Jerry D. Loghry: The Road to Security
“For many people who work in enterprise security, there’s no straight line to get there. That was my situation, too,” says Jerry Loghry, AVP Corporate Security & Safety for EMC Insurance Companies.
EMC, based in Des Moines, Iowa, is among the top 50 property/casualty insurance organizations in the country, with more than 2,400 employees. The company provides property and casualty insurance products and services throughout the United States and writes reinsurance contracts worldwide.
Loghry’s career in security began at Iowa State University, where he was a master’s degree student. He worked with several university departments – psychology, sociology, criminal justice, industrial technology and engineering – to create an independent curriculum for him to study security management and architectural security design. He was the first Iowa State student to receive a Master’s of Science in security management.
The path to his current role at EMC Insurance Companies was a little different, as well. His first position at EMC was an engineering consultant to policy holders on safety and security. He left EMC to take on the role of global safety and security administrator at Principal Financial Group, then went back to EMC as a consultant, and more recently, was named AVP Corporate Security & Safety, leading EMC’s new enterprise wide security and safety business unit.
On Logrhy’s team are 13 security operations specialists that operate the company’s security operations center that oversees the corporate campus in Des Moines, in addition to 18 branch offices. “Soon we will hire a Security and Safety Systems Analyst who will work to maintain the dozens of networked systems within the SOC and a Security Program Analyst who will work on executive protection and international travel,” he explains. “Our SOC is also undergoing a digital transformation – we are updating our camera monitors and our visitor management system to one that is cloud-based.”
Loghry and his team are challenged not only with compliance and regulations, but with keeping company employees safe in an environment where many of them work remotely and who travel regularly for business. “For our team members who work from home we provide – from a safety aspect – ergonomic knowledge,” Loghry explains. “We also provide knowledge of computer equipment security and how to protect themselves when they’re traveling. My colleague on the cyber side of our business reinforces information security pieces, provides document shredders and allows only certain levels of access to the information they need to do their jobs.”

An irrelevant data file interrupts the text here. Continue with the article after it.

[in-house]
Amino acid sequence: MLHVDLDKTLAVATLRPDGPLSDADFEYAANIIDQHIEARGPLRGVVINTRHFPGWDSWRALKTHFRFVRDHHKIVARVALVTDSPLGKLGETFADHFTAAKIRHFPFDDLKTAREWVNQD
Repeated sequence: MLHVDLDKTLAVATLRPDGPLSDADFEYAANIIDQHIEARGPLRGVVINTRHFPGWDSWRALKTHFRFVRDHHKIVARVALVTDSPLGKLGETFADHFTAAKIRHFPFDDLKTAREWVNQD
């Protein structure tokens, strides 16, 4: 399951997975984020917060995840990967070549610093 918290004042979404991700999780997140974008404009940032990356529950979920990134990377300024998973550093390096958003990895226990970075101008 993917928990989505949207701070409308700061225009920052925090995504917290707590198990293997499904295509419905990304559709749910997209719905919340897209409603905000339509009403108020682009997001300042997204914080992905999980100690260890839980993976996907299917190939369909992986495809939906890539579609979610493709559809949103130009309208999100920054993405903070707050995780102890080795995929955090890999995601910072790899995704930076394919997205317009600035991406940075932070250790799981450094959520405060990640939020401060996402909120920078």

One challenge of his role, Loghry notes, is the people factor. “It’s always difficult to educate employees who may not believe that security is necessary or is important. We have daily conversations with employees about their personal safety, whether it is speeding in a parking ramp or trying to enter access control optical turnstiles without badging through. In addition, Des Moines has a skywalk system that essentially brings the sidewalk to the second level of almost all the downtown buildings, which includes the middle of several of our buildings. Essentially, we have a public space in the middle of our building that is frequented by thousands of people each day, and that makes it difficult for my team to keep our employees safe and secure.”
One area where Loghry and his team have been more successful with their messaging is the onboarding of new EMC team members. “That is where we see our new team members understanding and appreciating the work that we do,” he notes.
He has also been successful with communicating security’s value to the C-suite. “I regularly visit our branch locations to maintain a relationship with those leaders. Our C-suite understands that there are some costs involved and are also willing to accept some of the changes that need to be made to keep the company and its employees safe. We also use quarterly and annual metrics to demonstrate that that it is worth the money they’ve invested in us. It is one of the most important things for long-term promotion and maintenance of our department.”
Much of Logrhy’s free time is spent volunteering with leadership roles in organizations such as ASIS International, NFPA, ASTM, ICC and Prevent Child Abuse Iowa. He also teaches bachelor and master level classes at Bellevue University on security, emergency management, cybersecurity and homeland security.
“My parents instilled in me a value to serve others,” he says. “They taught us that it is important to provide the personal time and the financial support for entities that are important to us. That is how I have raised my children, as well. They are all serving on young professional groups or political teams or volunteering for many organizations, just as I do.”